Afterward, the cleanup: the captain was placed in a low-berth aboard the Spinward Star for delivery to local authorities; the spider-tiger-thing, which had been released by the girl to ward off the captain, was subdued (at range) and locked back in its cage; the girl, daughter of one of the passengers who was now dead, hiding as expected in one of the ATVs, was helped into a rescue-ball and taken to the other ship; the Vargr engineer, patched up by Abe and expected to recover, confirmed and elaborated upon the captain’s story, detailing how he’d snapped after the divorce demand, and started killing everyone; the dead were secured in place; and the authorities, already en route, were informed of the trajectory of the now-abandoned ship for rescue of the low-berth passengers and recovery of the vessel. It was later revealed that the Lancelot’s original crash-trajectory would have resulted in numerous deaths and much property damage, and as such, the Crew of the Spinward Star were recognized as “heroes”; as a side benefit, the company in ownership of the Lancelot offered a reward of 100k for the vessel’s successful recovery.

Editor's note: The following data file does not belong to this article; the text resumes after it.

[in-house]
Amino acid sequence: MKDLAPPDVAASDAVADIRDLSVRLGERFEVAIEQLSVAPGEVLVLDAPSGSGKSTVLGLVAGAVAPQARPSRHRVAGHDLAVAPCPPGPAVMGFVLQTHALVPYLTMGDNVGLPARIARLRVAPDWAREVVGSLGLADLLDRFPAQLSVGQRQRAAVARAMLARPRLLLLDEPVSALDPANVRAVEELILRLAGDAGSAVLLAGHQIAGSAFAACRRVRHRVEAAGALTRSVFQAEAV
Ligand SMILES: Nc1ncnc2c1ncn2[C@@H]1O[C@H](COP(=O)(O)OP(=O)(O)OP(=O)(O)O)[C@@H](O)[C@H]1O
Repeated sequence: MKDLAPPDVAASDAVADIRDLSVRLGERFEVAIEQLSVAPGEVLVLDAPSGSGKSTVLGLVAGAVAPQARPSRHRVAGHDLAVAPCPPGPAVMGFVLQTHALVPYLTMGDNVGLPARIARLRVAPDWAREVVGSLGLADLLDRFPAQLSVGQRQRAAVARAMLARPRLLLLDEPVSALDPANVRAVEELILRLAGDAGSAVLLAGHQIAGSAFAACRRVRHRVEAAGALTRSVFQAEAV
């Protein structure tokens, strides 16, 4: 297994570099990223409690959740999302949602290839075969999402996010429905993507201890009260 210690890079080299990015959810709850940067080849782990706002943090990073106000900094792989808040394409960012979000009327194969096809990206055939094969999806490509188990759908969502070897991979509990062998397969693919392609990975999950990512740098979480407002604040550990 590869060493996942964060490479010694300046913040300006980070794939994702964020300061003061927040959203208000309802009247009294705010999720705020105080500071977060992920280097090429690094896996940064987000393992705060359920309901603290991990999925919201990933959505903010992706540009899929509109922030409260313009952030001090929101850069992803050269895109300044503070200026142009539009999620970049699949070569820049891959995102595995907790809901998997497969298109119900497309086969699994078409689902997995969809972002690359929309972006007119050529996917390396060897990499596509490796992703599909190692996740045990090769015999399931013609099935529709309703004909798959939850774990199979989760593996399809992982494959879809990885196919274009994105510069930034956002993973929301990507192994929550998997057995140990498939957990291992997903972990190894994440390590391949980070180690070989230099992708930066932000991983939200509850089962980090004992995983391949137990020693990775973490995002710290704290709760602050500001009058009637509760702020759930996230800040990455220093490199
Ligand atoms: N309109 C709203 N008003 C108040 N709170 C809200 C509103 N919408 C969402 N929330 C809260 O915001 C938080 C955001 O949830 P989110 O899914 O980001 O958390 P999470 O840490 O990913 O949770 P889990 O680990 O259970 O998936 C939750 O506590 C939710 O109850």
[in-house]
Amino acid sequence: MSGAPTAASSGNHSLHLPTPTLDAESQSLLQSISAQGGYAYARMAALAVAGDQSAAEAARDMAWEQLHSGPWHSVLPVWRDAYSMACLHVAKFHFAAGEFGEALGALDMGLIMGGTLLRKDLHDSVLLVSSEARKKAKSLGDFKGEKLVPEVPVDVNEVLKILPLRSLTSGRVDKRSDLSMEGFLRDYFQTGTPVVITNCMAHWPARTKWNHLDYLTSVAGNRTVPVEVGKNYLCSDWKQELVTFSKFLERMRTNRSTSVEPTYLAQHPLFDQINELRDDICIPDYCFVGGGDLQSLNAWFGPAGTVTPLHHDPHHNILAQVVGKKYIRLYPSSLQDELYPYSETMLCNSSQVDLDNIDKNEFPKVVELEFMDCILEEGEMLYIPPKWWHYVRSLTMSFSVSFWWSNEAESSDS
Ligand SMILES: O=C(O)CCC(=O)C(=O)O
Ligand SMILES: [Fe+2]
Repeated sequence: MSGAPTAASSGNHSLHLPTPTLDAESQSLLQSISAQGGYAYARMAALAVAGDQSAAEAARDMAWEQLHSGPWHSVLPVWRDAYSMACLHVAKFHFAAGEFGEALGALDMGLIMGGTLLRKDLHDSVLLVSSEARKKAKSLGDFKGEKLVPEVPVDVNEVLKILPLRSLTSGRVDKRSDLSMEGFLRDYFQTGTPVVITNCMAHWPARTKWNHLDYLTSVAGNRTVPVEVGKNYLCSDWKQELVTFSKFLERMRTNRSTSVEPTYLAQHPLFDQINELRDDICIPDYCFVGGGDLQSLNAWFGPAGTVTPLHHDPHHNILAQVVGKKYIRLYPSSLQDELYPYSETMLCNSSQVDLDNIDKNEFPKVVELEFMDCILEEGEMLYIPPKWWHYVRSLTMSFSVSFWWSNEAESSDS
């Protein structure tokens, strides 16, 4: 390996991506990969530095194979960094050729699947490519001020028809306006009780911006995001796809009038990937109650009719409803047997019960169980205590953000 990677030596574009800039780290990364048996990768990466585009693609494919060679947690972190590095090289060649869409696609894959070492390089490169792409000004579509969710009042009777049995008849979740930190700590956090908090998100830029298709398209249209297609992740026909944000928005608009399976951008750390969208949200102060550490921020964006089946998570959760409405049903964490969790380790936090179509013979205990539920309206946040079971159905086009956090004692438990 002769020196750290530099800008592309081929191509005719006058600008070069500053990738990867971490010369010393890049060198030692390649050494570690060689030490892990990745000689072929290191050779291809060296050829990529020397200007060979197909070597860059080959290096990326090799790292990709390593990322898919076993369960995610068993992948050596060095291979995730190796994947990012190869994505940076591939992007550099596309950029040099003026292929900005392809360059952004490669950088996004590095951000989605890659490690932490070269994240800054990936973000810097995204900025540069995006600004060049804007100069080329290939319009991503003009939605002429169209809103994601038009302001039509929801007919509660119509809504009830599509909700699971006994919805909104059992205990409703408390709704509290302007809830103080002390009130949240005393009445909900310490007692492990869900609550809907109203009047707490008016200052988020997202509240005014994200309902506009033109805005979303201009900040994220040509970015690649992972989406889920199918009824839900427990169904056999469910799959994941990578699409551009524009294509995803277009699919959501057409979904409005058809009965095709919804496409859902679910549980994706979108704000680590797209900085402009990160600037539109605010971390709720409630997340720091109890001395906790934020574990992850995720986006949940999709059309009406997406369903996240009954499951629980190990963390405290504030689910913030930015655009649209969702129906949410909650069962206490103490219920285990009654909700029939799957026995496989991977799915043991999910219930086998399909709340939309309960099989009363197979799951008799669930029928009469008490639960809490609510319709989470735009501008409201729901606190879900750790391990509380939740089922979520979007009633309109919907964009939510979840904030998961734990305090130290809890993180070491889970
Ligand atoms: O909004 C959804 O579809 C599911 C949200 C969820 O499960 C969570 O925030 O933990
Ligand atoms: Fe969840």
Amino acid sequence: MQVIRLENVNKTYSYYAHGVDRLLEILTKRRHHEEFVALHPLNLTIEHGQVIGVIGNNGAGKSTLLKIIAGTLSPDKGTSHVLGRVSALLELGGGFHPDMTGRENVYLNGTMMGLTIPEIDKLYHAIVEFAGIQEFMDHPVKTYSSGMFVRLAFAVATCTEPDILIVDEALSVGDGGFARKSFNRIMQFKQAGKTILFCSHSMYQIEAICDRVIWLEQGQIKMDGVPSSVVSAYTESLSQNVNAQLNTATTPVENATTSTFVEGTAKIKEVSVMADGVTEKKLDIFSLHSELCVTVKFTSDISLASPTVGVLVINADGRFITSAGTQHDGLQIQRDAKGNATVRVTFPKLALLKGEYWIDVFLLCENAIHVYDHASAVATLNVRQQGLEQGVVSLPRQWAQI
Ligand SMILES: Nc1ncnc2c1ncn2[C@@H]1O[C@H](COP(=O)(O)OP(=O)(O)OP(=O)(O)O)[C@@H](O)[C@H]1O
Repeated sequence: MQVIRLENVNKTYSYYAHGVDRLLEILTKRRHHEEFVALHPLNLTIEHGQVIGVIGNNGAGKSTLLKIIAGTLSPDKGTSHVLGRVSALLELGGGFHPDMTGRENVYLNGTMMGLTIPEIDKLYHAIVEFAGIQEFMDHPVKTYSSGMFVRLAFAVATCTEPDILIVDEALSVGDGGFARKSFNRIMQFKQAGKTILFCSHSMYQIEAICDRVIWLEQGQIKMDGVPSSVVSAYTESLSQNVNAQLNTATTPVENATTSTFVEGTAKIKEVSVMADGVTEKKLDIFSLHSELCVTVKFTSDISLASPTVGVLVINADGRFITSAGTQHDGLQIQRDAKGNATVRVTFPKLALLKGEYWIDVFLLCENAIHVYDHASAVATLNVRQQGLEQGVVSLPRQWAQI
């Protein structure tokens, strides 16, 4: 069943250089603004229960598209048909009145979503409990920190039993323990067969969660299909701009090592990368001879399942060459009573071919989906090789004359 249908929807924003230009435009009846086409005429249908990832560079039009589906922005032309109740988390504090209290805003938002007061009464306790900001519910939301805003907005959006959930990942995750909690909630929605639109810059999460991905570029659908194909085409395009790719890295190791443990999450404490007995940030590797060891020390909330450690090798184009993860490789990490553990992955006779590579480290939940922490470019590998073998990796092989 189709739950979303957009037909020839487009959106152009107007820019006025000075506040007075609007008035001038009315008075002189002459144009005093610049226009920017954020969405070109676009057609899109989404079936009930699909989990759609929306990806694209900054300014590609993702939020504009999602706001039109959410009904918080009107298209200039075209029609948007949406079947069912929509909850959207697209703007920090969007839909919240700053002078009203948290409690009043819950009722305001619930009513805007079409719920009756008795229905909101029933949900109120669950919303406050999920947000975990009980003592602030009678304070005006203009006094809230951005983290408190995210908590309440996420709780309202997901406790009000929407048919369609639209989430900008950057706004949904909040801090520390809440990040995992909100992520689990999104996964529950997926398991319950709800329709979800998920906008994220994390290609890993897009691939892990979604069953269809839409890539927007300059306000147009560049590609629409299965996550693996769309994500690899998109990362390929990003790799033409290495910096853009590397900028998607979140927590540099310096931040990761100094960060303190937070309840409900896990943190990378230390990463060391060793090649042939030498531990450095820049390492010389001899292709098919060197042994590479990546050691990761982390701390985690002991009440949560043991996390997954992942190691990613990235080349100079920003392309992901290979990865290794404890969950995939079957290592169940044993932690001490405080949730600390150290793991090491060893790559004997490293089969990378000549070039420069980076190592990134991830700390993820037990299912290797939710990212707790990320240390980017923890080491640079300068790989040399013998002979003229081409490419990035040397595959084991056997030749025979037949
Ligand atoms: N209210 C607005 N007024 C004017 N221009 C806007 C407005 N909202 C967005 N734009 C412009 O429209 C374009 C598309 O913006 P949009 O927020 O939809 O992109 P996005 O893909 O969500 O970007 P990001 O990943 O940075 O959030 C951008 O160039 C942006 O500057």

• This session was a one-shot fill-in due to some absences. Unlike most one-shots we’ve done, this one actually finished in one session (if a bit late)
  • Abe’s player was one of the absences, so he wasn’t featured (though he did end up getting some use, in the background)
  • This was CommJunkee’s first session in the Traveller campaign, and the introduction of his character, Sae. I suspect his character might have been given a bit more scrutiny during the interview process normally, but he “seemed trustworthy.” Since he had been shadowing the group to the bar (nobody spotted him), we kept joking that he was actually sitting in the next booth behind the Crew, listening, and making on-the-fly adjustments to his ad profile based on what he overheard
  • The payoff for the Zhodani gear came to around 675k credits, which kinda made up for the fact that we left the Unconquerable more-or-less empty-handed
  • We actually ended this mission without killing anyone—it does occasionally occur